Louis, I'm only asking this because I just rewatched the movie, but what's your rating and thoughts for Faysal Ahmed in Captain Phillips?

Anonymous said...

Yes! He was absolutely brilliant! I hope he wins this!

Matt Mustin said...

Also, Louis, have you seen The Quick And The Dead ('95) and if so, what's your ratings and thoughts on the cast?

Anonymous said...

What are your ratings and thoughts on Melina Mercouri in Never on Sunday, Rachel Roberts in This Sporting Life and Anna Magnani in Wild is the Wind?

Anonymous said...

Hi Louis, if you don't mind me asking, who are your top 20 favourite actors?

Psifonian said...

Nightmarish beyond belief. An easy win for me.

"And your name... WHAT THE FUCK IS YOUR NAME?!"

RatedRStar said...

I think the best scene in the whole movie is his introduction, and Bill Pullman giving a good performance is a rare feat but he actually does lol David Lynch is so underrated, performances in Lynch films are usually great.

RatedRStar said...

oh no everyone, theres only one person left for Louis to review =D. drum roll.....

luke higham said...

RatedRStar: What's your predicted rating for Zane.

If Louis goes with Wiseaus, then I think he'll probably go with a 2 or 3.

JackiBoyz said...

It's likely that Blake might win here, I wonder who has the most wins out of all of us, Louis do you know?, I think its between Psifonian since he seems to get them right fairly often whenever he predicts and Daniel seems to be the person always saying "one of my winning requests" as well as bringing many unknown actors like Nicholas Tse to the blog.

Anonymous said...

Louis, what do you think of Norma Shearer in Marie Antoinette and Courtney Love in The People vs. Larry Flynt and how would you rate them?

Louis Morgan said...


Ahmed - 3.5(I thought he was pretty good even though technically somewhat limited as the film was far more focused on Abdi and Hanks. I liked his performance in that he was appropriately one note as his character always seemed particularly ready for violence, but Ahmed was effective in showing the same type of desperation as Abdi's just as almost part of his character's intensity)

I have seen parts of the Quick and the Dead, but I've never bothered to watch from beginning to end.


Mercouri - 4.5(It's not an extremely complex role but Mercouri does an excellent job of being just an extremely alluring figure in the film, and is such a beautifully energetic presence throughout the film)

Roberts - 4.5(A very interesting performance if slightly hindered by the fact that her character is secondary to Harris's. She creates a very believable chemistry with Harris and I like how the two managed to convey an underlying love there while still very much covering up do to their differing lives and personalities)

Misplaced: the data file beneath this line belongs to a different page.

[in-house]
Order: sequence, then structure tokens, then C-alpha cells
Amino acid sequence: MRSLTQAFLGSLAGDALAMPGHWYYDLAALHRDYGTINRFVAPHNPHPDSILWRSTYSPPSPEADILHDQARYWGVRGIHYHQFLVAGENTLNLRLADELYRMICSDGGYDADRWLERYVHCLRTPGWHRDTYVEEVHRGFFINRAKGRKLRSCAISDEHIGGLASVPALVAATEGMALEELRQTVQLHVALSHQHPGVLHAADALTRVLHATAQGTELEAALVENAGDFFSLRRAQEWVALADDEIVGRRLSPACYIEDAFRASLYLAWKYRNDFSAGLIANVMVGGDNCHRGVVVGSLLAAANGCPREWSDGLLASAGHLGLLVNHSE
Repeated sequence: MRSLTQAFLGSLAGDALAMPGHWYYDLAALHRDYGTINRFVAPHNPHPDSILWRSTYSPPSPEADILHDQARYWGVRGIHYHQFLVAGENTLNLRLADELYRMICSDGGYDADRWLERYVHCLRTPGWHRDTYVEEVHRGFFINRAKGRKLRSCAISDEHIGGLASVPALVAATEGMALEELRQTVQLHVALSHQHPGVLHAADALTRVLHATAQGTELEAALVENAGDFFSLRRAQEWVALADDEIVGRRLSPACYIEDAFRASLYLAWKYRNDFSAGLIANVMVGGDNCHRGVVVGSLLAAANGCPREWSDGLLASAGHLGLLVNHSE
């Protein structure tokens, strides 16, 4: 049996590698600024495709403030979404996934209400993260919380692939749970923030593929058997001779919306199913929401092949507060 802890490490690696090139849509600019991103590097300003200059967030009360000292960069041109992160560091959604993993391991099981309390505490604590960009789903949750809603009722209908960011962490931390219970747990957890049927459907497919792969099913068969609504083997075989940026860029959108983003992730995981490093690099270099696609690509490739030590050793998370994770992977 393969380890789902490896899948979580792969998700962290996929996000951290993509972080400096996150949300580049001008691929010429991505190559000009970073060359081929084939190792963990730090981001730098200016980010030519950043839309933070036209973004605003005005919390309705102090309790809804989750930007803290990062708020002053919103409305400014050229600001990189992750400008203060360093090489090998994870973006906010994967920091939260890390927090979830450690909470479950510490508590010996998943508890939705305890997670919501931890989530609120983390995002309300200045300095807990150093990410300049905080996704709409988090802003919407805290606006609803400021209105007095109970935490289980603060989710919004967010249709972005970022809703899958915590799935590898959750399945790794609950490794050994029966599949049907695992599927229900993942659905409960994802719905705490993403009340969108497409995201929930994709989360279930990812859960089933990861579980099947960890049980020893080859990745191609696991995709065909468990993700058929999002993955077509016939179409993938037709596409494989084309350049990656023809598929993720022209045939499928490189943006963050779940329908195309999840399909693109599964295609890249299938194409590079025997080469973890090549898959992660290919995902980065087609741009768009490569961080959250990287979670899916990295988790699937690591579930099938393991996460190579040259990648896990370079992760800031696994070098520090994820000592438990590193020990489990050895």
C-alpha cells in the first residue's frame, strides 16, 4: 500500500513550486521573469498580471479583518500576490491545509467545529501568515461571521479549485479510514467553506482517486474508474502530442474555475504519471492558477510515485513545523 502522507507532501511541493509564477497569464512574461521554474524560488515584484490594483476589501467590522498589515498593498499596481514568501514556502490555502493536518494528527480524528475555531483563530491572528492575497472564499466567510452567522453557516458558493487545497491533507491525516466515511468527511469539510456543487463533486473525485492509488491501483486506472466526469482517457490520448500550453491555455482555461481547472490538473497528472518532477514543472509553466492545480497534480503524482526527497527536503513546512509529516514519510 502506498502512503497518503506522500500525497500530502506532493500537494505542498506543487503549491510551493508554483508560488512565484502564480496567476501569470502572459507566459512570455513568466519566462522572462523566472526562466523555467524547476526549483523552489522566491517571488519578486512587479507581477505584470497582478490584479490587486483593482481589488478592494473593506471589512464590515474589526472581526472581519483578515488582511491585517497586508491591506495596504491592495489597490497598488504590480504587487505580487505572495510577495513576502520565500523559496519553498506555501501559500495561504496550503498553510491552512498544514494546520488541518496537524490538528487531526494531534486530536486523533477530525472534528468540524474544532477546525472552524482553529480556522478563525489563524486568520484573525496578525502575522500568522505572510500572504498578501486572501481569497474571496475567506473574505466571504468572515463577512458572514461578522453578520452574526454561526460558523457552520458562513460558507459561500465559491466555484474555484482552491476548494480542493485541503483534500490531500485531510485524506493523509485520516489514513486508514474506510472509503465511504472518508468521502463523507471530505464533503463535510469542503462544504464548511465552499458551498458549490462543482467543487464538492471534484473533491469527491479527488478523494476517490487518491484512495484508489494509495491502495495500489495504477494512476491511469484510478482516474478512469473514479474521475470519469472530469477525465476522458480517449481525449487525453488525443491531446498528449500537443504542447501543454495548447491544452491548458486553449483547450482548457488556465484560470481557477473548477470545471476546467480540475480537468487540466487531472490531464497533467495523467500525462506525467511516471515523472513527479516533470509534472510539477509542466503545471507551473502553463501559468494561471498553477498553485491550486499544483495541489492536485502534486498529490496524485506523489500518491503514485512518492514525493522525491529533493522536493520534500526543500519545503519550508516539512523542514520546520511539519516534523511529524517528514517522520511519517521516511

Magnani - 4.5(The film she is actually fairly weak in that it really fails in terms of the writing behind Quinn's, and the fact that it has a certain actor who is terrible in just about everything he is in. All these things do weight against Mangnani slightly. Even with that she still manages to give a compelling portrayal of her character's slow change throughout the film particularly in the way she eases into her naturalization so to speak. Along with that she is able to convey the uncontrollable passion of her character well without ever making it seemed forced or obvious)

Alright top 20 in Alphabetical Order:

Alec Guinness
Brendan Gleeson
Clark Gable
Claude Rains
Clint Eastwood
Daniel Day-Lewis
Gary Oldman
Gene Hackman
James Mason
James Stewart
John Hurt
Kirk Douglas
Laurence Olivier
Michael Caine
Raul Julia
Richard Attenborough
Robert Duvall
Robert Shaw
Toshiro Mifune
Viggo Mortensen


I'm not sure since I only note the performances requested.


Shearer - 4.5(It's a very interesting performance because she seems miscast in the role, but while watching the film I was surprised how much she won me over as the film progressed. She's really is quite outstanding in the third act of the film and gives a very powerful portrayal of the pure emotional desperation Marie Antoinette by the very end of the film)

Love - 4.5(She easily stole the film from Harrelson and I would not have minded if the film had been about her character. She gave a very interesting portrayal of her character's desperation as she is quite uncompromising in the mental and physical decay of her character as the story progresses. What I find that makes her performance stand out is there is always this very bright spark of life that she brings even when her character is at the lowest point)

Anonymous said...

Do you think that Faye Dunaway is leading or supporting in Chinatown? And why exactly?

Louis Morgan said...

On the border clearly. I do feel she's lead because of the way she becomes as much of a part of case as Gittes does, and the climax is actually much more controlled by her character than it is by Gittes's.